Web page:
Critics of Bush Iraq policy sharpen focus on Rumsfeld

As violence, deaths mount, scrutiny of defense secretary increases

November 03, 2006|By Stephen J. Hedges | Stephen J. Hedges,CHICAGO TRIBUNE

WASHINGTON -- Days before a critical midterm election, Democratic candidates - and a few Republicans - are working hard to make the hottest election issue, the war in Iraq, more personal. The problem, they argue, isn't the war, but rather its architect, Defense Secretary Donald H. Rumsfeld.

As head of the Pentagon, they argue, Rumsfeld has misled the fight in Iraq. And his continued presence in the Cabinet has made things worse, not better, they say.

Iraq is `big issue'

"The really big issue here is Iraq," said Charlie Black, a Republican political consultant. "A large segment of the American people are frustrated about Iraq and impatient about it. That's definitely hurting the Republicans politically. It's probably 80 percent of all our problems.

"What you do is if an issue that is working against your opponent, you use every device you can to keep bringing it up."

Rumsfeld has become such a device. But criticism of him doesn't seem to register with President Bush, who said Wednesday that he expects to keep Rumsfeld in his job for the rest of his presidency. Rumsfeld and Vice President Dick Cheney, Bush said, are "both are doing fantastic jobs."

In more than 40 years of public life, Rumsfeld has often been a polarizing figure. Known as a skilled bureaucratic tactician, he has won battles and had his way in jobs in Congress, with several White House occupants, at the Department of Defense (twice), on government-sponsored commissions and within the Republican Party. His reputation earned him the security tag "shot put" in one White House.

But Rumsfeld is facing more public scrutiny than ever as the war in Iraq continues as the violence, the civilian death toll and U.S. combat deaths mount, and as candidates look for someone to blame or praise.

Rumsfeld obliges both sides. He is perhaps the administration's most effective advocate on Iraq. But he appeared to be aloof last week when he told a group of longtime Pentagon reporters asking about Iraq to "relax, understand that it's complicated, it's difficult, that honorable people are working on these things."

That "relax" comment drew sneers from Democrats intent on making Iraq a campaign centerpiece. They included Sen. Hillary Rodham Clinton of New York, Sen. Robert Menendez of New Jersey and Rep. Rahm Emanuel of Illinois, who heads the Democratic congressional campaign effort. Each has said Rumsfeld should be removed.

Michael S. Steele, the Republican Senate candidate in Maryland, has said that Rumsfeld "wouldn't be my secretary of defense. And ultimately, that's going to be a decision that the president of the United States makes."

Rumsfeld still has his champions. House Majority Leader John A. Boehner, an Ohio Republican, called Rumsfeld "the best thing to happen to the Pentagon in 25 years."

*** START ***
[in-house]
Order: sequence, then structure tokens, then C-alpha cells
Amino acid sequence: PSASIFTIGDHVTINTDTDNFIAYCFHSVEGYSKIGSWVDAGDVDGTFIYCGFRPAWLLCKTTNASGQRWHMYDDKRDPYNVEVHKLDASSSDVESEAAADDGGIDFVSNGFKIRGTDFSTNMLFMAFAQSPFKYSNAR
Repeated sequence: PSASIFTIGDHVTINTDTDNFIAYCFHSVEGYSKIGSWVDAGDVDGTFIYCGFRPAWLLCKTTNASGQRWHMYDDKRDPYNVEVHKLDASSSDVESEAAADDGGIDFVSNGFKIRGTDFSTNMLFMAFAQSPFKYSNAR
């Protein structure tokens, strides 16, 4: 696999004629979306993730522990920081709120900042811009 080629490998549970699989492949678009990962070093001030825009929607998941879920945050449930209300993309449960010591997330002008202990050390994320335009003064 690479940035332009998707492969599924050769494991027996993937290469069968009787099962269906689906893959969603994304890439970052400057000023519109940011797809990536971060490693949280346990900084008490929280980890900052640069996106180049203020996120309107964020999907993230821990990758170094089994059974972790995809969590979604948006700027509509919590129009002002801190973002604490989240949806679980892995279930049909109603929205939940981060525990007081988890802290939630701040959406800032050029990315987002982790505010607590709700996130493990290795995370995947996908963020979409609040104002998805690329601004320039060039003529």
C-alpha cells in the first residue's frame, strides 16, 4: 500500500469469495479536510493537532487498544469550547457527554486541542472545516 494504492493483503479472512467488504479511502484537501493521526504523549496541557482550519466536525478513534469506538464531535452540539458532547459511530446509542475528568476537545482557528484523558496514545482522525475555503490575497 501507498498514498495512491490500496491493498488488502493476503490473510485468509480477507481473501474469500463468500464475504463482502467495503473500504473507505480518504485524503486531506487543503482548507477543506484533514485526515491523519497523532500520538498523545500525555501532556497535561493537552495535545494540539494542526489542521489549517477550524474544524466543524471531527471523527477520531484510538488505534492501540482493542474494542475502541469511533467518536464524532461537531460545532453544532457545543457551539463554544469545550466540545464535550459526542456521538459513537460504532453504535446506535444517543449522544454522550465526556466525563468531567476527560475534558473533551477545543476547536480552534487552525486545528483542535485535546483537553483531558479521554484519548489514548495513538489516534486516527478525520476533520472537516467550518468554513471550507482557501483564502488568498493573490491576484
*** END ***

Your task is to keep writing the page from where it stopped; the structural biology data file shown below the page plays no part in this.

Evan Galbraith, Rumsfeld's representative to NATO and U.S. ambassador to France during the Reagan administration, called Rumsfeld "a patriot" and said he is one of the most prudent people he knows.

Rumsfeld's prudence, he said, is at work in the formation of the Iraqi security and police forces that are to begin to take over from U.S. troops in a few months.

Rumsfeld weathered resignation talk that followed the prisoner abuse scandal in Iraq in 2004 and the complaints from a chorus of retired generals who called him incompetent this year. He has twice offered his resignation, and Bush has twice refused it.

One of the retired generals, John Batiste, said yesterday that he still thinks Rumsfeld must go.

"We've got a failed nation state in Iraq, and there must be accountability," said Batiste, who led the 1st Infantry Division in Iraq in 2004 and 2005 and says he is a Republican. "And the first step is a change at the top of the Department of Defense."

A Gallup poll conducted in September found that 46 percent of those questioned thought Rumsfeld should resign and 44 percent thought he should stay.

That was before last month's steady stream of bad news from Iraq. But it was slightly more favorable for Rumsfeld than a December 2004 Gallup poll in which 52 percent of those asked said he should quit and 36 percent said he should not.

Popularity drops

Gallup found that Rumsfeld's favorability rating had dropped from 67 percent in July 2002 to 41 percent in September this year. It hit a low of 37 percent in April.

The 74-year-old Rumsfeld is routinely asked about his rumored departure, and he routinely declines to discuss it. Those who watch the Pentagon closely aren't surprised.

"Rumsfeld's position on resignation is very simple," said Loren Thompson, director of the Lexington Institute, a Washington area think tank that analyzes military matters. "He will go on his own schedule, and that schedule is not likely to match the hopes of his detractors. He is adamantly opposed to leaving because of political pressures."

The pre-election talk might not matter to Rumsfeld, who often professes to not have read articles critical of him. He has also steered clear of overt politicking in election years.

But knives are out for Rumsfeld. If the Republicans lose control of Congress next week on an anti-war vote, Bush will be under new pressure from Democrats to radically shift his Iraq strategy and, perhaps, to replace his chief Iraq strategist.

Stephen J. Hedges writes for the Chicago Tribune.

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